For his part, Westinghouse is portrayed as a no-nonsense, civic-minded man concerned with leaving behind a “legacy of good.” He approaches Tesla and proposes a partnership. And even though the down-and-out Tesla is willing to sell his idea cheaply, Westinghouse makes him a more lucrative, long-term deal.

Both Edison and Westinghouse have loving relationships with their wives, women who steady and support their sometimes overextended and emotionally stressed husbands. Westinghouse and Edison both invest all they have, walking to the brink of bankruptcy, in pursuit of an upright goal.

Spiritual Content

Edison compares his excitement about finding a lasting lightbulb filament with the excitement one might feel if seeing “the Baby Jesus playing Mozart.”

Sexual Content

Both Edison and Westinghouse tenderly kiss their wives.

Violent Content

When Edison starts feeling the pressure of losing more and more potential cities to Westinghouse’s less expensive and more efficient system of delivering power, he gathers reporters and lies about the deadly dangers of alternating current. He even stages the first electrocution (which he labels as a “Westinghouse”) and kills a horse with the current. The animal is killed offscreen, but we see men dragging its carcass away, partially wrapped in a tarp. We’re told that Edison stages several other public executions of animals to reinforce a negative impression of alternating current.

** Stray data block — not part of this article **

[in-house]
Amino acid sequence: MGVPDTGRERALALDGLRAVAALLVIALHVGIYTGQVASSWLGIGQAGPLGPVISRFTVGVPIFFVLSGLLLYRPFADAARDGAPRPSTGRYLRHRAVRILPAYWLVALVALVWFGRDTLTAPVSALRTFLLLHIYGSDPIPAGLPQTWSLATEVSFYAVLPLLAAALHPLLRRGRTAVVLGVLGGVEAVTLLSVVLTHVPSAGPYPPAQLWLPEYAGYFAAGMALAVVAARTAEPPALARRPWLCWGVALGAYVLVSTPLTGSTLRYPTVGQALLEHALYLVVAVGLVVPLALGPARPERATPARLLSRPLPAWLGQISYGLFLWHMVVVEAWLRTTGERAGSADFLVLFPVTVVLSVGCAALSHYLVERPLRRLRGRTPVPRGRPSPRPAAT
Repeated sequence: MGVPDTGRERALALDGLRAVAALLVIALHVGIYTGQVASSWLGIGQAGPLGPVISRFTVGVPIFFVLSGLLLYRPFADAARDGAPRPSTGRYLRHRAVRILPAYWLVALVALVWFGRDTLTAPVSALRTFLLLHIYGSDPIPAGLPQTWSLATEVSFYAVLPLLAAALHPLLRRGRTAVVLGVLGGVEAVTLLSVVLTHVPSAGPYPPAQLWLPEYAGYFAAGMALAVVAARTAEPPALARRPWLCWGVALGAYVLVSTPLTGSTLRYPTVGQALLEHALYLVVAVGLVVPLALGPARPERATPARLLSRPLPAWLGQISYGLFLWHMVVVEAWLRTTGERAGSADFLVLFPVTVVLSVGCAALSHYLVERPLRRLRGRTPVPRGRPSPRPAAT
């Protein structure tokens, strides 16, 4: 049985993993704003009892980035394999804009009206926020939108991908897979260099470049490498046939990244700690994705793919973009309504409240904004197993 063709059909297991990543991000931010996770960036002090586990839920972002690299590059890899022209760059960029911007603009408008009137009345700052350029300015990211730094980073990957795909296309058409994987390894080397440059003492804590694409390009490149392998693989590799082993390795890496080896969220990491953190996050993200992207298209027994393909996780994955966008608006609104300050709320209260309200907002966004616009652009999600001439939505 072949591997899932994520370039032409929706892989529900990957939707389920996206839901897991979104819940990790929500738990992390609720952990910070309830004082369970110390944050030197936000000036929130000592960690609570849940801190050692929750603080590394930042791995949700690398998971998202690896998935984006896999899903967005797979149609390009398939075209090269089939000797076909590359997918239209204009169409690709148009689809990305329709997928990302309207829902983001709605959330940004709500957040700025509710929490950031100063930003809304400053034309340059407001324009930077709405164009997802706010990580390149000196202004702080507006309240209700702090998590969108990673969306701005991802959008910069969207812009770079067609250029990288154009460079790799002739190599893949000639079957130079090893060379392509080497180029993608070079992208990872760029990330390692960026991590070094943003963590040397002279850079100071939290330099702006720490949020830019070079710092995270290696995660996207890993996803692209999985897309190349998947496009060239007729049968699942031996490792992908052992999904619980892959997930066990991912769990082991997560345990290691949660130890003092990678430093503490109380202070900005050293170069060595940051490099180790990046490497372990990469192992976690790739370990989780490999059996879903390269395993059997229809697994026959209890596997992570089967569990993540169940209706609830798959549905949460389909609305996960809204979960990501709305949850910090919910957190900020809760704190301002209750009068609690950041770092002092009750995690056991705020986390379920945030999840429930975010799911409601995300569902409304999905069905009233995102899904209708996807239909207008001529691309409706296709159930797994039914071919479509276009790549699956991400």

Edison also breaks his vow not to create any deadly devices when a man named Southwick approaches him about inventing a more humane means of human execution. (We’re shown a public hanging where the hooded criminal is pulled by the legs in order to break his neck. We don’t see the man’s face, but we hear his neck bones audibly snap.) Edison agrees to help create the first electric chair, but only if the device is attributed to Westinghouse and his AC power.

We later see in a newspaper report that the first electrocuted criminal suffered horribly and “died a brutal death.” That criminal was a man who murdered his wife with an axe. And though we’re not shown the bloody death, we do see the man spattered with blood as he turns himself into authorities.

Westinghouse’s engineer is killed in an electrical accident. We see a bright flash of light spark in a building, but the actual death is kept out of view.

When Mary Edison first shows signs of the brain disease that eventually claims her life, she collapses in an open field.

Crude or Profane Language

One misuse of Christ’s name, and God’s name is combined with “d--n” once. The word “d--n” is spit out a half-dozen times as well.

Drug and Alcohol Content

Characters down glasses of alcohol in several scenes. Edison and his secretary, Samuel, smoke cigars.

Other Negative Elements

As the competition between Edison and Westinghouse becomes more heated, Westinghouse turns to thieves to steal evidence to use against Edison. (He admits his guilt in this matter to his wife later.)